biofuel-powered bus Many people feel that one answer to the world’s energy shortage is to use more is biofuel. Biofuels include ethanol made from crops like sugars or grains and biodiesel made from vegetable oil or animal fats. Ethanol is a form of alcohol that can be made from rapeseed, sugar cane, palm oil or other organic materials. Both ethanol and biodiesel can be blended with existing fuels or used as fuels in their own right. Using them reduces our reliance on fossil fuels and cuts vehicular pollution.
In the United States bioethanol, which can be mixed with gasoline, is the favored fuel. In Europe, where there are many diesel powered vehicles, biodiesel is the fuel of choice. Ethanol delivers about 30 percent less energy than gasoline but is about 20 percent cheaper.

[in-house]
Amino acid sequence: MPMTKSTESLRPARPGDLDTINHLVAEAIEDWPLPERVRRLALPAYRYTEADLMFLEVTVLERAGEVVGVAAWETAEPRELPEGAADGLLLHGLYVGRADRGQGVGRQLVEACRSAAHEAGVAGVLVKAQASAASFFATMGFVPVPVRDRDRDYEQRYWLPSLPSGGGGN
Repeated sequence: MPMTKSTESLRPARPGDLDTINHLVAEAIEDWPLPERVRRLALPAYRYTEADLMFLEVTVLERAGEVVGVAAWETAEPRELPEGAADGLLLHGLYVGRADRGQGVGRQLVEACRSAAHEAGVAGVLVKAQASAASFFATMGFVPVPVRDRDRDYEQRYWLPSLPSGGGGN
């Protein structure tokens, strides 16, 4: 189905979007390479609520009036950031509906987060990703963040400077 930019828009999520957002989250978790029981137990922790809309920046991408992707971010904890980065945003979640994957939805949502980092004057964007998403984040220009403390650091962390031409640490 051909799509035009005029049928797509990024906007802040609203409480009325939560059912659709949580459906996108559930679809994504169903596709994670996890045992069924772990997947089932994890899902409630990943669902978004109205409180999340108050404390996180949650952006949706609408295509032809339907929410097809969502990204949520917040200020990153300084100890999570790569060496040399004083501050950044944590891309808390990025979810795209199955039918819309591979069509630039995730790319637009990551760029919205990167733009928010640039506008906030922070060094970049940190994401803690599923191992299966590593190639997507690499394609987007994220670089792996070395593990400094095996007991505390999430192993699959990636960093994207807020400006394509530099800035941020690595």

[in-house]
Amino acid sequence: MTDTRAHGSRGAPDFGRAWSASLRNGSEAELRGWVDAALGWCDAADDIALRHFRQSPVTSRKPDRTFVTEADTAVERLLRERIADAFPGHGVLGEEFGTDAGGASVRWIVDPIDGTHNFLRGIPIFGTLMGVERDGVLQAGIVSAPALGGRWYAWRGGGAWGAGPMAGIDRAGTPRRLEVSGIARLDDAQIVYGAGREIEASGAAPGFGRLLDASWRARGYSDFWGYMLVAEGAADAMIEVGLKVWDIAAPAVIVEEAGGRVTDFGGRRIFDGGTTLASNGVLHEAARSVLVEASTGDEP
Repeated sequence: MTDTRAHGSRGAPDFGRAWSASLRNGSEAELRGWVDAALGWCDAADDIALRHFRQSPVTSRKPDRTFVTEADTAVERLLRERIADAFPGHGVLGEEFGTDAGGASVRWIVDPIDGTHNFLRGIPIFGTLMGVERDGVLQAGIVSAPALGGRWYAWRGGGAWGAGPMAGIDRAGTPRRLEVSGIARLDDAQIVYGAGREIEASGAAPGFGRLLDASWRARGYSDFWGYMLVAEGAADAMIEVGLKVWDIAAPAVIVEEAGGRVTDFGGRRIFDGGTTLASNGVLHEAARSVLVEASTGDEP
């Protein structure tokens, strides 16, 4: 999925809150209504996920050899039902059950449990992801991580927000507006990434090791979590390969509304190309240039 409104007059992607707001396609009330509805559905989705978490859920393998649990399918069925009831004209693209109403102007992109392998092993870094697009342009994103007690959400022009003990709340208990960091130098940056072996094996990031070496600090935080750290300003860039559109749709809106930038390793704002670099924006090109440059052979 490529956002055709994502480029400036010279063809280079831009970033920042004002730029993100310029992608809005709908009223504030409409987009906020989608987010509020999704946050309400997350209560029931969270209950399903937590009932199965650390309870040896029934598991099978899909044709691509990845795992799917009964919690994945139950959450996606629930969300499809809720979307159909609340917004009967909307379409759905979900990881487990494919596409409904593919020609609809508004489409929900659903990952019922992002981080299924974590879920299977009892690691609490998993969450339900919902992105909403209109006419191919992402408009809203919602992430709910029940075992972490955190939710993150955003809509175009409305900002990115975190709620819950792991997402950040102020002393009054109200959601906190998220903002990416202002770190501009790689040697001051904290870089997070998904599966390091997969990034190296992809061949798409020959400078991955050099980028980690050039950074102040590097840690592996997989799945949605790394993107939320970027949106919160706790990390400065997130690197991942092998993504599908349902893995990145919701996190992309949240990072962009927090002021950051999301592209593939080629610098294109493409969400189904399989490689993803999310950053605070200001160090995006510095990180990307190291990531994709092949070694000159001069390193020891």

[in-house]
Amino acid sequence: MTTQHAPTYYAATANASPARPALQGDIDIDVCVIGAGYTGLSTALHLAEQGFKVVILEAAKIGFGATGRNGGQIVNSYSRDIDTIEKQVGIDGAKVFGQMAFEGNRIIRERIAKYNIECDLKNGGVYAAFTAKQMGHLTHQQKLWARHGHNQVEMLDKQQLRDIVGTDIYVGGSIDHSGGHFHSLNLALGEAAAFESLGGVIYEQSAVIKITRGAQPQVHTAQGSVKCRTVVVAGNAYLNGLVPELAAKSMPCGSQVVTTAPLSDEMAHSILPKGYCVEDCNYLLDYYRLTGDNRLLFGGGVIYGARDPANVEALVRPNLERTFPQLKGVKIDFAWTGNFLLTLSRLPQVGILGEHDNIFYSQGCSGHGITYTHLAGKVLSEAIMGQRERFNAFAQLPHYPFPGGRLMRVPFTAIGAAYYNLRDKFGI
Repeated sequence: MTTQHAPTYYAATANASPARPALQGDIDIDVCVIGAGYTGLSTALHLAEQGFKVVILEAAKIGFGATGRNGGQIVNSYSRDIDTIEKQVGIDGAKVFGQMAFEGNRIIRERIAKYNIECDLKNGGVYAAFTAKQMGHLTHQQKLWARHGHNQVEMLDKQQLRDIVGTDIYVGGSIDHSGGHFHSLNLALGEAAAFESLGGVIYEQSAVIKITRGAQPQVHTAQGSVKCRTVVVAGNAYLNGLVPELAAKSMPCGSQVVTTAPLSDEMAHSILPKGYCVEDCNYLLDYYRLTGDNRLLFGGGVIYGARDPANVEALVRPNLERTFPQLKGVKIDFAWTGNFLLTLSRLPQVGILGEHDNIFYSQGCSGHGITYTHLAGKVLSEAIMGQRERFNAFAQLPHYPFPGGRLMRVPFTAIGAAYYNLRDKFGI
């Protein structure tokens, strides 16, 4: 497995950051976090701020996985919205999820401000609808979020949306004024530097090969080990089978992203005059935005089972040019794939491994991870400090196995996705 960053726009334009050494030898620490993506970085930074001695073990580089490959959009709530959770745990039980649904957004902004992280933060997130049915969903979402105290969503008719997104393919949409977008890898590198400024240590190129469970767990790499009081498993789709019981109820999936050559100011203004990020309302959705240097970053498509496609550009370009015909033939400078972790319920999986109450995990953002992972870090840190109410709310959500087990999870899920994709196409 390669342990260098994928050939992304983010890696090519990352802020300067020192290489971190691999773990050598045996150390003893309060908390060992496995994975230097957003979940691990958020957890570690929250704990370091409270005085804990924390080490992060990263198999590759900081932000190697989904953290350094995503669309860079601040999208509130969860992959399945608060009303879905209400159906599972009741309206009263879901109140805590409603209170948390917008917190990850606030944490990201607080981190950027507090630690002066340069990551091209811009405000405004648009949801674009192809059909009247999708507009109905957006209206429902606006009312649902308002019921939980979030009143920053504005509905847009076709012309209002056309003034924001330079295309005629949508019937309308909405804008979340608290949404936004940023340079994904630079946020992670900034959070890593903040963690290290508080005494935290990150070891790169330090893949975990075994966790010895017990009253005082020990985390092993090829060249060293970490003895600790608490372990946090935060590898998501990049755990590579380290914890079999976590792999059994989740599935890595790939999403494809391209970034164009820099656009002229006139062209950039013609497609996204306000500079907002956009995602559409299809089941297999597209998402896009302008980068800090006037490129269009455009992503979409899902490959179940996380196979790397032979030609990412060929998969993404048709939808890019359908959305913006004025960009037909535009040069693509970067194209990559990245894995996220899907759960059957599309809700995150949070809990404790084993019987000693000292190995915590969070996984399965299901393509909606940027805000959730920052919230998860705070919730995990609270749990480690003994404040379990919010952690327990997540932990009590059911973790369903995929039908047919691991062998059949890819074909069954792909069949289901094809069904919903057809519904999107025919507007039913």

The biofuel market in 2010 was valued at around $100 billion. Ethanol made mostly from sugar cane is widely used in Brazil. Many developed countries are subsidizing home grown biofuel sources while blocking cheaper Brazilian ethanol, which is far less damaging to global food security. Shell is the largest seller of biofuels. The main beneficiary of biofuel sales are farmers and agribusiness that profit from higher prices of grains and other sources used to make biofuels.
jet engine running on biofuel A major push to develop biofuels came countries in the European Union set a target of getting 5.75 percent of their transportation fuel form renewable sources such as biofuel by 2010 and 10 percent by 2020. To boost production of biofuels European governments offered tax breaks, subsidies for farmers and funding for research. In 2007, U.S. President George Bush called for a massive increase in the use of biofuels in the United States. That year farmers planted 36.6 million hectares of corn, the most since World War II and 17 percent more than the previous year.